From Dan To Bathsheba
Posted by Elyse Bruce on February 2, 2017
If someone has been from Dan to Bathsheba, it’s fair game to say that they’ve traveled a great distance and covered a great deal of territory. It’s not quite the same thing as going to Hell and back, so it’s not wise to use the two expressions interchangeably.
On October 21, 2012 National Peoples News published an article about the Acting Chairman of the Economic and Financial Crimes Commission Ibrahim Lamorde (from 23 November 2011 through to 9 November 2015 ) and a speech given by former Nigerian President Goodluck Ebele Azikiwe Jonathan (in office from 2010 to 2015) at the funeral services for Kaduna (Nigeria) Governor Patrick Ibrahim Yakowa (1 December 1948 – 15 December 2012).
It is highly commendable that the intellectual President of the Nigerian federation has gone spiritual with the problems of the country to solve it from the spiritual substantiated planes of the esoteric wealth and this will surely witness rapid social, economic and industrial Development as well as will guarantee peace in the polity from Dan to Bathsheba.
SIDE NOTE 1: Governor Yakowa died in a helicopter crash along with the former National Security Adviser General Owoye Andrew Azazi. The were flying to Port Harcourt from Beyelsa State where they had attended the funeral of Oronto Douglas’ father.
On Page 4 of the May 24, 1957 edition of the Beatrice Daily Sun in Nebraska reported on how the Soviet military attaché gave Chief of Staff of the Jordanian Armed Forces, Ali Abu-Nuwwar (1925 – 15 August 1991) 100,000 dinars to distribute among army officers to oppose Hussein bin Talal (14 November 1935 – 7 February 1999), King of Jordan (11 August 1952 – 7 February 1999). Upon his return to Jordan, Abu-Nuwwar met with Jordanian Prime Minister, Sulayman al-Nabulsi (1908 – 1976) in the hopes that the King could be pressed into establishing diplomatic relations with the Soviet Union.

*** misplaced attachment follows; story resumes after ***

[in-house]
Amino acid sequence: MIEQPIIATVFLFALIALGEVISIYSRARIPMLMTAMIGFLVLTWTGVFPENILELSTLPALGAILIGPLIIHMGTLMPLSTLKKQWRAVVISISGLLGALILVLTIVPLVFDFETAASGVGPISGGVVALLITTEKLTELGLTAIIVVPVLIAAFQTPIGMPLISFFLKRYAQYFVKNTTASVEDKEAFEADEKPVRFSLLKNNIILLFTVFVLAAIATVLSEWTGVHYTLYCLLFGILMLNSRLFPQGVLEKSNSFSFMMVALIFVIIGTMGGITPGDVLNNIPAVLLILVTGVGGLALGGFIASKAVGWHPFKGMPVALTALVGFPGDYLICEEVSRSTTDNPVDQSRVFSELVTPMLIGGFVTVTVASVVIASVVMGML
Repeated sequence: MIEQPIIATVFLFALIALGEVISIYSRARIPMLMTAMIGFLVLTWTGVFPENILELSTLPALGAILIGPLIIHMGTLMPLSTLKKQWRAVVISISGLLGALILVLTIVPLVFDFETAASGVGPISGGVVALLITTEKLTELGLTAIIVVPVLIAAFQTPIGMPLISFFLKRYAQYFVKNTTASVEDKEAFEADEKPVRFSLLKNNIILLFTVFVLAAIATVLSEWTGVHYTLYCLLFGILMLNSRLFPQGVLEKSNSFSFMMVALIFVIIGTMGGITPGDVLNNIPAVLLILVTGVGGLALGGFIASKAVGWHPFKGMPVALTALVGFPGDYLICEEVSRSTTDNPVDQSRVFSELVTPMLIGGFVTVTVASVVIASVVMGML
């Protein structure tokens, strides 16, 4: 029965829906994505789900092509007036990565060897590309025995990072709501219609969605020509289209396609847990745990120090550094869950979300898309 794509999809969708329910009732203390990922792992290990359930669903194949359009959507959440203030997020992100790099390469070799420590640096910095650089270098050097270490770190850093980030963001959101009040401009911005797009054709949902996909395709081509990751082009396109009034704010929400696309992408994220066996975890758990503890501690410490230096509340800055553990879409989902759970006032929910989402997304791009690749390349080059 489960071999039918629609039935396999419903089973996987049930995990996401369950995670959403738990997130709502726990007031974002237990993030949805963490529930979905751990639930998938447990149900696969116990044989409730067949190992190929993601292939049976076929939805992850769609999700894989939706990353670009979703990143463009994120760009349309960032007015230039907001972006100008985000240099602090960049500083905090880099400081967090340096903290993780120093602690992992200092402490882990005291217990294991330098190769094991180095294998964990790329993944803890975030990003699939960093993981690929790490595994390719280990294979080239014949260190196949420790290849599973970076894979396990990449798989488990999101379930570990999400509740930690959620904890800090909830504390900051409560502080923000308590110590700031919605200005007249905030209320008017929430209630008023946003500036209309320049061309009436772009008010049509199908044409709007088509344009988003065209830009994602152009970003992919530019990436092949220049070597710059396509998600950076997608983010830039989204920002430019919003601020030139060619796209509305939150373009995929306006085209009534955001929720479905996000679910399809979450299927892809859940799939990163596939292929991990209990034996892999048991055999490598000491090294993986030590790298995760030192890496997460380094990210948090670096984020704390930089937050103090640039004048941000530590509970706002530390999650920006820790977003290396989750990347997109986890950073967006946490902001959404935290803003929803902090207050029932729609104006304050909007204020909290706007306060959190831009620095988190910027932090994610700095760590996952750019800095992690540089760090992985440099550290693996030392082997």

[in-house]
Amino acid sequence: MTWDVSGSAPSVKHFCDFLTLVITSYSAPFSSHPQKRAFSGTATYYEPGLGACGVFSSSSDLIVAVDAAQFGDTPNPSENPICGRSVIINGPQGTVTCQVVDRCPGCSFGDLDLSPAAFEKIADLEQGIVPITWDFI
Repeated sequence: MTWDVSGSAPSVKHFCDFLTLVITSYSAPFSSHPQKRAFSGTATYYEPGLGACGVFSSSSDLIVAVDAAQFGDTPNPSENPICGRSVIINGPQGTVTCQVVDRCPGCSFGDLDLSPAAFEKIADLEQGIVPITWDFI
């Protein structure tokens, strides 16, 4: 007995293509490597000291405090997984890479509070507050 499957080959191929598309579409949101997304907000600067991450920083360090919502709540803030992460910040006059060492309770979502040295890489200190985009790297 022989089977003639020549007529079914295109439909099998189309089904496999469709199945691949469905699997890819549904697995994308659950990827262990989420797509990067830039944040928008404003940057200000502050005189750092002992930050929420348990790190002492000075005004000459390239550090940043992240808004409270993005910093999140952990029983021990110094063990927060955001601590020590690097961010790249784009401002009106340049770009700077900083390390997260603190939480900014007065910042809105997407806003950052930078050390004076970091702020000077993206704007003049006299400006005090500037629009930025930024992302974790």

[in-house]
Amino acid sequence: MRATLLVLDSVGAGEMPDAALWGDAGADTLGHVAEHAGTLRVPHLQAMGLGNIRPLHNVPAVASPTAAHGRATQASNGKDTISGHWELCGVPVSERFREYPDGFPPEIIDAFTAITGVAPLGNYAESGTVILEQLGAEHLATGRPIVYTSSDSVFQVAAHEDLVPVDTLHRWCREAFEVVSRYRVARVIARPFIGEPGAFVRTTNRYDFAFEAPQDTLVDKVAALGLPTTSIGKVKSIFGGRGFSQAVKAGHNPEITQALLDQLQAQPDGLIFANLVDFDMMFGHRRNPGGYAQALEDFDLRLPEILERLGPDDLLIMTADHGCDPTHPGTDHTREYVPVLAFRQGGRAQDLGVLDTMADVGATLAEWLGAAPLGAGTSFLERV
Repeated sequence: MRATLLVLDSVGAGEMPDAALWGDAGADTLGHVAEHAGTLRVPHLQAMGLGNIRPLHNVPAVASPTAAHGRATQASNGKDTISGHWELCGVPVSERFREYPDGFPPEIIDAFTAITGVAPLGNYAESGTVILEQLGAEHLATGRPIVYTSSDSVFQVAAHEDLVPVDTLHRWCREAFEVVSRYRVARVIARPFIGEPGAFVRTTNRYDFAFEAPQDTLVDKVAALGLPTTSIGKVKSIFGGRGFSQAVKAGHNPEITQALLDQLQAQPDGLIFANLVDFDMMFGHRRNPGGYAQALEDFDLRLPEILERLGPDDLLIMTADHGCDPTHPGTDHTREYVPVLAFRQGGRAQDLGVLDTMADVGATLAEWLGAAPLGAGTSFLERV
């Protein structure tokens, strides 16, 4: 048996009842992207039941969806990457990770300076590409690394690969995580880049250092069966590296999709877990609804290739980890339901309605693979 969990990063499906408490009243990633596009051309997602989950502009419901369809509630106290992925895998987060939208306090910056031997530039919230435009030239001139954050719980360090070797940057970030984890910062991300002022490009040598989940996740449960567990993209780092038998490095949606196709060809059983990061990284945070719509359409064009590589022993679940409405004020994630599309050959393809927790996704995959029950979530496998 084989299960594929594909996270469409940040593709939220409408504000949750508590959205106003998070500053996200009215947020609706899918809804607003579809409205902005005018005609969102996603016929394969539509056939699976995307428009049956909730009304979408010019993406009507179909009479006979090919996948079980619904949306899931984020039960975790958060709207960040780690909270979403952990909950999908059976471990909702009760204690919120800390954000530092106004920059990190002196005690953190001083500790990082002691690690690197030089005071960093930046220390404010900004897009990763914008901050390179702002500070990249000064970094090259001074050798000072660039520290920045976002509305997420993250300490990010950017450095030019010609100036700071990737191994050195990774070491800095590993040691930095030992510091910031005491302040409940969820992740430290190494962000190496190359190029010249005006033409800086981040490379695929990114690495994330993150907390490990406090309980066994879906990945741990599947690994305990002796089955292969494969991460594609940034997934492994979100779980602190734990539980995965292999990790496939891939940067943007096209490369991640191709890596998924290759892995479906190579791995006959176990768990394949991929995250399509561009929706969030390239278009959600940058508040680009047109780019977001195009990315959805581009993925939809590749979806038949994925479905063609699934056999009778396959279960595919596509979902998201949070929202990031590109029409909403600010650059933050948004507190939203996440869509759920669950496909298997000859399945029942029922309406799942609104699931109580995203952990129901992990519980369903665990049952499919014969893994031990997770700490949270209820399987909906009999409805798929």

The King refused both proposals on the basis that they would lead to Soviet domination over Jordan.” An army coup d’etat was then set. Twice postponed, it finally miscarried when one garrison misunderstood its orders and started fighting at 1500 hours (3 p.m.) instead of at 0500 hours the next morning.” This exposed the plot and enabled it to be crushed. Against reports of this kind, the raucous “Voice of the Arabs,” Radio Cairo, is stirring up trouble all over the Middle East. All this propaganda presents a challenge for the U.S. Information Agency to do a factual and efficient job in this part of the world, if it is to be saved from a Communist takeover. The Upper Room One of the usually accurate members of the Nebraska editorial fraternity, describing how his fellow citizens would react if he adopted a certain policy, wrote: “I would be cursed from Dan to Bathsheba.”
The November 2, 1907 issue of the New Zealand Observer in Aukland, New Zealand saw the expression shared in the “Pars About People” column with regards to a politician by the name of C.H. Izard who served in the House of Representatives. Charles Hayward (C.H.) Izard (1860 – 18 September 1925) was an established lawyer in Wellington and a Liberal member in the New Zealand Parliament for Wellington North from 6 December 1905 through to 17 November 1908.
Nobody ever had the hardihood to accuse C.H. Izard, the member for Wellington South, of beiung a religious man, and certainly a remark that he made in the House last week would seem to furnish proof ot the fact that he has not burnt the midnight oil in the pursuit of theological knowledge. In the course of debate, Mr. Izard made the startling announcement that he didn’t intend to travel from Dan To Bathsheba. It is to be hoped not, indeed. Mr. Izard’s Christian name is not David.